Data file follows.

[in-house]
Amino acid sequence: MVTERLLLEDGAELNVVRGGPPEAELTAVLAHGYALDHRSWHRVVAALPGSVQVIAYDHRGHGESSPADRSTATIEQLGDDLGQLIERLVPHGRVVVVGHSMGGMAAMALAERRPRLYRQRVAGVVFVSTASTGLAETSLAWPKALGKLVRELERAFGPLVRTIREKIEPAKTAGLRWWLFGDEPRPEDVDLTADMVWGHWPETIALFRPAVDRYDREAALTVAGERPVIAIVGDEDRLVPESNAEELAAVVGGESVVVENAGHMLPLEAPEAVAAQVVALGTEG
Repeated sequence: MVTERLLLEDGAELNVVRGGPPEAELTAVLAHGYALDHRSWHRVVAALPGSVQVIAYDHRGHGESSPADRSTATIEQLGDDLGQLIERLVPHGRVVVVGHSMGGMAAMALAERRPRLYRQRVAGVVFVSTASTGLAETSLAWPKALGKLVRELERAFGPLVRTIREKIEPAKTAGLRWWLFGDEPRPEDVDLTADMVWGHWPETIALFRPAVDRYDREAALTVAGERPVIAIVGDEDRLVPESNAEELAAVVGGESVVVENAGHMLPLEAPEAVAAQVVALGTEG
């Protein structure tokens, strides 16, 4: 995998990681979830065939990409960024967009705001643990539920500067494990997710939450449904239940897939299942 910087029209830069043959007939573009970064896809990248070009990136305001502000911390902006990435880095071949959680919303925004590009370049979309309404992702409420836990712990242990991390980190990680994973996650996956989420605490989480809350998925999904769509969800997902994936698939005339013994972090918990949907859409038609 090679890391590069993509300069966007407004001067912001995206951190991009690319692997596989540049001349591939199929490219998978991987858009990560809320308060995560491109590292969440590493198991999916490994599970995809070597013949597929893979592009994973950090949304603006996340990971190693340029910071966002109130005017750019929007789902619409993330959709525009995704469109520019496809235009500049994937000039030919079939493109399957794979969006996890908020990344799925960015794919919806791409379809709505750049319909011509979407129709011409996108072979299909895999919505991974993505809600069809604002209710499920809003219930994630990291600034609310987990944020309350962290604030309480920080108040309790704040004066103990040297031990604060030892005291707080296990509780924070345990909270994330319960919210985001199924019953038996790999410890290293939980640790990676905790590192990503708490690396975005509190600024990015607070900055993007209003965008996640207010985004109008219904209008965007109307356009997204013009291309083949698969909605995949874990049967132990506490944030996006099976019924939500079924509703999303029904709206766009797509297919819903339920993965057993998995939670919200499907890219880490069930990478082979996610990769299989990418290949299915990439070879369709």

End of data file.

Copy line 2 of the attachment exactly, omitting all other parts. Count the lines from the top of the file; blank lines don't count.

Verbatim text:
Amino acid sequence: MVTERLLLEDGAELNVVRGGPPEAELTAVLAHGYALDHRSWHRVVAALPGSVQVIAYDHRGHGESSPADRSTATIEQLGDDLGQLIERLVPHGRVVVVGHSMGGMAAMALAERRPRLYRQRVAGVVFVSTASTGLAETSLAWPKALGKLVRELERAFGPLVRTIREKIEPAKTAGLRWWLFGDEPRPEDVDLTADMVWGHWPETIALFRPAVDRYDREAALTVAGERPVIAIVGDEDRLVPESNAEELAAVVGGESVVVENAGHMLPLEAPEAVAAQVVALGTEG